Against this, Gleiser postulates an opposite idea. He demonstrates that our very existence is founded on asymmetry: We have matter in the universe because the Big Bang produced a slight imbalance between matter and anti-matter; time flows in one direction only; life evolved to higher levels solely because there were myriad imbalances between living creatures and their environments; and there were matching imperfections in the processes of reproduction. And he ends the book with an even more important conclusion – that perfection is not desirable! This assertion has two forms. First the universe in general and intelligent life in particular are the result of several kinds of imperfections, some of which I have mentioned. Second, the idea that other intelligent life in the universe may be rare or nonexistent leads to the view that our earth and its various life forms are precious – not because they are the creations of a god, but because they are rare. This “cosmic loneliness” allows our focus to change from a search for ultimate answers to a mission to protect and a call to cherish our unique existence as a species and as a planet.
37 of 44 people found the following review helpful
Amazing book 24 April 2010
By Fernanda S. Vieira - Published on
Format: Hardcover
This is an amazing book. I'm not surprised, since in my native
country, Brazil, Marcelo is a star, compared often to Carl Sagan. (He
was born and grew up there too.) In fact, the book has been in the
best-selling list for the past 5 weeks there. The book is amazing
because it's not like just about science. It's using science to make
us think about who we are, and even what is the meaning of being
human! The writing is very clear, even I could understand the physics,
and I'm not a specialist at all. Marcelo is a physicist with a soul,
someone that takes you on a long journey through centuries of
knowledge and convinces you that the way we and everyone else have
been thinking about science and the world is simply wrong! I love the
notion that beauty is not in what is perfect but in what is imperfect.
The book ends with a wonderful message, lifting humanity to the center
of the universe but not because we were created by God, but because we
are rare and precious. In a world full of wars and conflicts this book
is like a ray of sunlight, something to be celebrated.
9 of 9 people found the following review helpful
Within a Second 17 Mar. 2014
By Karen Saum - Published on
Format: Paperback Verified Purchase
Wonderfully written, it is worth struggling through the hard parts to get some understanding of how we came to be and, for me at least, a sense of awe for the simple fact of our existence. Ironically, I read "A Tear..." at the same time as I was reading Dava Sobel's "The Daughter of Galileo." Galileo barely escaped death for suggesting the earth moved around the sun; a mere 400 years later we get Gleiser taking us back to the first second after the bang that started it all. Some parts of the book are a hard slog, but as Gleiser urges in the beginning, just keep going for it will get easier and it will be worth it.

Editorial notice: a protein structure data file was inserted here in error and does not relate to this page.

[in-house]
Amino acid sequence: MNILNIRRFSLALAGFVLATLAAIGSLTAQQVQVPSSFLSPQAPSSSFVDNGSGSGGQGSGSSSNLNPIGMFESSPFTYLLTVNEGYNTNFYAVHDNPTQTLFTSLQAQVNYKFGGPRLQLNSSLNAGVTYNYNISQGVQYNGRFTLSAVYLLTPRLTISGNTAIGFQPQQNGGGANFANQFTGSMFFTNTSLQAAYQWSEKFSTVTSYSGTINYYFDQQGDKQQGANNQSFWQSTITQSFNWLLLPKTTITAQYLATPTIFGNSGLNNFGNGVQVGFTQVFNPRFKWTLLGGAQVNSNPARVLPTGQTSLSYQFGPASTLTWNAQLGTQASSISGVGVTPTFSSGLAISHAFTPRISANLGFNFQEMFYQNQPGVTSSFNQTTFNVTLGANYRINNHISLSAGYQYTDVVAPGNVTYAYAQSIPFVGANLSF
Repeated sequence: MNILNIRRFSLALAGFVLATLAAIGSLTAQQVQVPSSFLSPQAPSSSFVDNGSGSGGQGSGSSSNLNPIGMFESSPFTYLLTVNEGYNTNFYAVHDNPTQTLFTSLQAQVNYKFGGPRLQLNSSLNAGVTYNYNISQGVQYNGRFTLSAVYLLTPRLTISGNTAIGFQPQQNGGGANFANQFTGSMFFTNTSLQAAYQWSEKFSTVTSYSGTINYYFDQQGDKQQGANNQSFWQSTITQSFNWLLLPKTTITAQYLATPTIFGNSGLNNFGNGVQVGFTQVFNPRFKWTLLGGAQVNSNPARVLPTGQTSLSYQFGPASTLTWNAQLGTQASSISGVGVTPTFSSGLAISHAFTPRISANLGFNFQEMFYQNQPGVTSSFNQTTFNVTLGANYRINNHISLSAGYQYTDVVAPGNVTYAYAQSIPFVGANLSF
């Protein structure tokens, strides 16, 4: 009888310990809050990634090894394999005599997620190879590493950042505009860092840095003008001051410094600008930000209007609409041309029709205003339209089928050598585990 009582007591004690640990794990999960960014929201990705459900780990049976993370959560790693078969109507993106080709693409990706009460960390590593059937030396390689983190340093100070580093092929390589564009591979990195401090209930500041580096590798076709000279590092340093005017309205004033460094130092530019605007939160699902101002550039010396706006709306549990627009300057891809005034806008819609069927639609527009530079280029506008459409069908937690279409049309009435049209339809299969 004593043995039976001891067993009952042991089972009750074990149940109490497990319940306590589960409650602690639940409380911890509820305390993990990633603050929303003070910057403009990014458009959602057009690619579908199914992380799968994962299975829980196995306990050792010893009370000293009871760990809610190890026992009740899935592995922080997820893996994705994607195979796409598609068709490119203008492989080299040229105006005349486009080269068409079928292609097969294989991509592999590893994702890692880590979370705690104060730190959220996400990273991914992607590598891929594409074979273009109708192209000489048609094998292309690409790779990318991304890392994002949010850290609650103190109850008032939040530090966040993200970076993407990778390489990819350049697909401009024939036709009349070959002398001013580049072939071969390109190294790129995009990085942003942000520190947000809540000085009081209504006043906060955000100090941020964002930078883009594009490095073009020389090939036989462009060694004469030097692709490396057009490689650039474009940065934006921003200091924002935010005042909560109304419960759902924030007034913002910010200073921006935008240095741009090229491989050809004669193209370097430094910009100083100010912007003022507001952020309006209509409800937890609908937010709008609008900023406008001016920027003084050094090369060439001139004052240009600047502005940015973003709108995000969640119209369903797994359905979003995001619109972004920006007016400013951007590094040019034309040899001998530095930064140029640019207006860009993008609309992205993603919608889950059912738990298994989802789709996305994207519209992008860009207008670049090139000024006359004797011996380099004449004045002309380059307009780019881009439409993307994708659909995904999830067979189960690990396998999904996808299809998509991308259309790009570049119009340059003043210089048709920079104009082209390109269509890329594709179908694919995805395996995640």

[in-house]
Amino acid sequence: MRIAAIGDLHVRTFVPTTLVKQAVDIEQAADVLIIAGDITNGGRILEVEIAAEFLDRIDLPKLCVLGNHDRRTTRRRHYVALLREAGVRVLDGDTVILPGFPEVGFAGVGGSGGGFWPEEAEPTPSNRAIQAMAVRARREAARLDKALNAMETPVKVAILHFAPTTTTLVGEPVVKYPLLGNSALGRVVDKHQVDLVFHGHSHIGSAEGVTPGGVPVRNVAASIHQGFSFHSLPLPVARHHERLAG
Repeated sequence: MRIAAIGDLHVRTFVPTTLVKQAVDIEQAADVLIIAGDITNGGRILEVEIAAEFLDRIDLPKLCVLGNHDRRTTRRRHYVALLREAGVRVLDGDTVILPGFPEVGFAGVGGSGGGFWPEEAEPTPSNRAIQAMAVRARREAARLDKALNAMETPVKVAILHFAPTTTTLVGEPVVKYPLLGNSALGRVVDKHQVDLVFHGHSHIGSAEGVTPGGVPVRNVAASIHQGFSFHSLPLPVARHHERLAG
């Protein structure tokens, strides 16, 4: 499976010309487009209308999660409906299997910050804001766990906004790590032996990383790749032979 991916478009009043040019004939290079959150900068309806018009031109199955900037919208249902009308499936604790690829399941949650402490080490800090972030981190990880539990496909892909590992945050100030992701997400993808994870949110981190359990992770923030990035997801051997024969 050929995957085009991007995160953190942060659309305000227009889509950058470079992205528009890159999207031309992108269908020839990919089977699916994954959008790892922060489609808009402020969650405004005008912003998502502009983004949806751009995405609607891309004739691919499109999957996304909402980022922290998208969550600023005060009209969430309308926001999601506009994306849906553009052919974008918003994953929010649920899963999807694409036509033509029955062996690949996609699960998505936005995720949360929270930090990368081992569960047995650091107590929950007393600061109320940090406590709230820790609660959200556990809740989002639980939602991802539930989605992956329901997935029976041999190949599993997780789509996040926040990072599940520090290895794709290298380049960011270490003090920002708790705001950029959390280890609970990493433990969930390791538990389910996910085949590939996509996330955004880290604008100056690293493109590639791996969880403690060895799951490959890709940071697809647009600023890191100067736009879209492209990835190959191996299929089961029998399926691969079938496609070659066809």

16 of 19 people found the following review helpful
The imperfection of the universe and the flaw in trying to find a unifying theory 24 Jun. 2010
By Wayne Klein - Published on
Format: Hardcover
Marcelo Gleiser's new book A TEAR AT THE EDGE OF CREATION asks an important question; why do we believe that there is a single unifying force or theory that can tie together everything we know about the universe? The more important question he asks is why we are afraid of the concept of an imperfect universe where we can't neatly explain everything? Using his own life (he lost his mother as a child)and the lifes of others who were looking for much the same thing (and how it helped them make major discovers in physics) as an example of the need to believe in purpose and the underlying "oneness" of everything, TEAR is as much a personal journey of one man looking for order in chaos because of the chaos of his life. Ultimately, though Gleiser comes to a startling conclusion--everything we know emerges out of imperfection and chaos. Asymmetries and imperfections are the REASON we are here and that WE can can find our own sense of purpose as amazing creatures that can try and understand the complexity and disorder of our universe.

Well written and engaging TEAR makes a quantum leap turning over centuries of movement towards imposing our view of order over chaos and often coming up with creative, sometimes absurd theories to keep our view of a well balanced explainable universe around us. It's a challenging notion and while Gleiser isn't the first physicist to propose such a view, he's probably one of the most important to embrace it and look into the implications with intelligence as to how it could effect our view of the universe but, ultimately, ourselves.

Gleiser argues that understanding that we live in an imperfect, dynamic, asymetrical universe should make us cherish each other even more because it suggests that intelligent life is even more rare and precious than originally thought. Our presence in this world may not have the meaning that we wanted but it does have meaning nonetheless particularly if you consider the "accident" that allows us to comprehend a universe that is both imperfect and beautiful.

Highly recommended.